In an emphatic defense of privacy in the digital age, a unanimous Supreme Court ruled Wednesday that police generally may not search the cellphones of people they arrest without first getting search warrants.
Cellphones are unlike anything else police may find on someone they arrest, Chief Justice John Roberts wrote for the court. They are "not just another technological convenience," he said, but ubiquitous, increasingly powerful computers that contain vast quantities of personal, sensitive information.
"With all they contain and all they may reveal, they hold for many Americans the privacies of life," Roberts declared. So the message to police about what they should do before rummaging through a cellphone's contents following an arrest is simple: "Get a warrant."
The chief justice acknowledged that barring searches would affect law enforcement, but he said: "Privacy comes at a cost."
By ruling as it did, the court chose not to extend earlier decisions from the 1970s-- when cellphone technology was not yet available - that allow police to empty a suspect's pockets and examine whatever they find to ensure officers' safety and prevent the destruction of evidence.
The Obama administration and the state of California, defending cellphone searches, said the phones should have no greater protection from a search than anything else police find. But the defendants in the current cases, backed by civil libertarians, librarians and news media groups, argued that cellphones, especially smartphones, can store troves of sensitive personal information.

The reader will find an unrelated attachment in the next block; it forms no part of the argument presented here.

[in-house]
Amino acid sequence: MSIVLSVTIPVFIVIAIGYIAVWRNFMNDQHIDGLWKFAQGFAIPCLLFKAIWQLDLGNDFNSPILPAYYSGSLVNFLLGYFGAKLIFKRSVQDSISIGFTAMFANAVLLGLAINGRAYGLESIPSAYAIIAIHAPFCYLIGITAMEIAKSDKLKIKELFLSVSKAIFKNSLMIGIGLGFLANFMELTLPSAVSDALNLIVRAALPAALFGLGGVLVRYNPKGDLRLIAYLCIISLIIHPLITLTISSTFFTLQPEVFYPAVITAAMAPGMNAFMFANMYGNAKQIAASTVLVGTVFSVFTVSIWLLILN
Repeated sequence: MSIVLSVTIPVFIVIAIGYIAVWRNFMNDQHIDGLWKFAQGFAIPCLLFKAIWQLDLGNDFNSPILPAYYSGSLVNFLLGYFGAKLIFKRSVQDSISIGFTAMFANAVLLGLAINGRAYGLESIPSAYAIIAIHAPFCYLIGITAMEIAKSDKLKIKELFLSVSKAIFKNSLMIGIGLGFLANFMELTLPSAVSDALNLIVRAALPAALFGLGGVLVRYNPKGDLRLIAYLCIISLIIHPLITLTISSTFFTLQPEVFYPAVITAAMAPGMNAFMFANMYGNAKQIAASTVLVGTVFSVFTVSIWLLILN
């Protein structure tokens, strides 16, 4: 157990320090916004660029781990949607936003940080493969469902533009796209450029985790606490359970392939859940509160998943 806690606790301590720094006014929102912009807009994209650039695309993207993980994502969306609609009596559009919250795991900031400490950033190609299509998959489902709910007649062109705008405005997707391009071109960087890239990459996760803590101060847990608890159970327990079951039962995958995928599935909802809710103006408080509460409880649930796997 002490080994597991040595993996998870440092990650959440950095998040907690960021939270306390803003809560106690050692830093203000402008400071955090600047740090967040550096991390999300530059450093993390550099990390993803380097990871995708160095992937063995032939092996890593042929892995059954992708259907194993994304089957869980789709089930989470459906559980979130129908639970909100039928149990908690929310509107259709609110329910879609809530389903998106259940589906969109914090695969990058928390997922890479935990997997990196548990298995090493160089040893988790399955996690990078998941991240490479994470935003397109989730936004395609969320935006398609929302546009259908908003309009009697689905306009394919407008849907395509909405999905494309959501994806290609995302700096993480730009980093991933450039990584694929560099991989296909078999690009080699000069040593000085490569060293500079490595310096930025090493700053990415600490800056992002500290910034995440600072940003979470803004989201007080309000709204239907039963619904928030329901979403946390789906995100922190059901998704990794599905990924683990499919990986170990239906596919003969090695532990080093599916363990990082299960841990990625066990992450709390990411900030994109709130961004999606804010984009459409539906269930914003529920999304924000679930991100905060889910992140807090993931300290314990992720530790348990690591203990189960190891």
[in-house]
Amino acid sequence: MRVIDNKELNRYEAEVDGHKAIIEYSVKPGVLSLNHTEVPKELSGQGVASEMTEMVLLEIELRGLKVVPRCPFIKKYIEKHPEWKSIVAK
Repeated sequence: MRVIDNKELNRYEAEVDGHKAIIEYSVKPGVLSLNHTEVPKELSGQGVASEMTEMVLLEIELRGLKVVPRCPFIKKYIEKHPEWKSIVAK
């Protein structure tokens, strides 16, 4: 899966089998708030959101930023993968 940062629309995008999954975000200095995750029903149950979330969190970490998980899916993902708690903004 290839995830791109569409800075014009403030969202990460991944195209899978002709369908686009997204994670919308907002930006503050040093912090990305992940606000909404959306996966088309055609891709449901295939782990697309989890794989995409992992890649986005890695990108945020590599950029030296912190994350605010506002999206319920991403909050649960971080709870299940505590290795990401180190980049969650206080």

Colorado Springs Police Department said cellphones are critical evidence in many of its investigations.
"There are so many different ways people use their cellphones these days that there is just a plethora of means for them to be evidence in an investigation," said spokesperson Catherine Buckley with the Colorado Springs Police Department.
She said the Supreme Court's decision will not have a big impact on CSPD because its has already outlined similar guidelines for its investigators.
"They have required either a search waiver signed on behalf of the cellphone owner or they have required a warrant to download that information," said Buckley.
Cellphone users around Colorado Springs said the information they store on their cellphones has changed over the years.
"I just had contact numbers and stuff like that. Now I have my Gmail accounts and I got other accounts on my phone that I use to get into my personal information," said Robert Martinez.
"Everything. Everything is stored on your cellphone now," said Jen Cawley.
People in downtown Colorado Springs Wednesday agreed with the Supreme Court's decision.
"The cellphone these days in this digital era is just like an extension of your home and your own privacy so it makes sense a warrant is needed," said Vic Estrella.
"I think it's great. I think it protects all the information you have on the phone," said Eugene Orr.
Opponents of the decision argue that making police obtain search warrants will give suspects time to delete information on their phones.
Buckley said investigators can still get information they need.
"There is always that concern that somebody might try to wipe a cellphone but sometimes there are other ways to recover info than just from a cellphone," said Buckley.
Buckley said getting a waiver or warrant has been the practice with the investigative units, but it's been optional for patrol units. Now it will be implemented across the entire department.